What Would A Depression Look Like?
A modern day Depression wouldn't look anything like the 1930's. It would have unique hallmarks:
So let's see. You'd have a severe drop in disposable income which would limit the ability of people to engage in excess consumption, with a commensurate contraction in suburban sprawl as people flock to urban environments where you can walk to your local Whole Foods Market.
In a modern depression, the swelling ranks of the unemployed would likely change the landscape of the country, uprooting people who would rather stay where they are and trapping people who want to move. In the 1930s, this took the visible form of waves of displaced tenant farmers washing into California, but it also had another, subtler effect: it froze the movement of the middle class. The suburbanization that was to define the post-World-War-II years had in fact started in the 1920s, only to be brought sharply to a halt when the economy collapsed.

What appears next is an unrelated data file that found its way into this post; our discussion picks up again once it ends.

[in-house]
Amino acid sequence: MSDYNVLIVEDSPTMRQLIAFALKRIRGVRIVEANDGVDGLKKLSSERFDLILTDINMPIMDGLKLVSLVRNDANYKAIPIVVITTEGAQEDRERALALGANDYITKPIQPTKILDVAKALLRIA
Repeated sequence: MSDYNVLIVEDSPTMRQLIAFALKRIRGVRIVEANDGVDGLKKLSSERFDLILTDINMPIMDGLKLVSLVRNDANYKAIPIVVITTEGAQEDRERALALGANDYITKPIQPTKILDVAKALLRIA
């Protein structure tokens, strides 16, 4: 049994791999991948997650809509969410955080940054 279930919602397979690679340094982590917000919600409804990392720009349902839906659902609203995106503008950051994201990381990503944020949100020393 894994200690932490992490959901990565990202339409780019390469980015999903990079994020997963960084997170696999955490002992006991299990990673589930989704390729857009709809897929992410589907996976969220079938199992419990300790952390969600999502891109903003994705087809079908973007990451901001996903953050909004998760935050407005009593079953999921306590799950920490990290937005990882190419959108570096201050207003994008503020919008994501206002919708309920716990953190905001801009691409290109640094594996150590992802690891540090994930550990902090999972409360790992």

Today, a depression could reverse that process altogether. In a deep and sustained downturn, home prices would likely sink further and not rise, dimming the appeal of homeownership, a large part of suburbia's draw. Renting an apartment - perhaps in a city, where commuting costs are lower - might be more tempting. And although city crime might increase, the sense of safety that attracted city-dwellers to the suburbs might suffer, too, in a downturn. Many suburban areas have already seen upticks in crime in recent years, which would only get worse as tax-poor towns spent less money on policing and public services.
"You could have a sort of desurburbanization phenomenon," suggests Michael Bernstein, a historian of the Depression and the provost of Tulane University.
So basically... an economic Depression is the Left's wet dream.
NOW it all makes sense.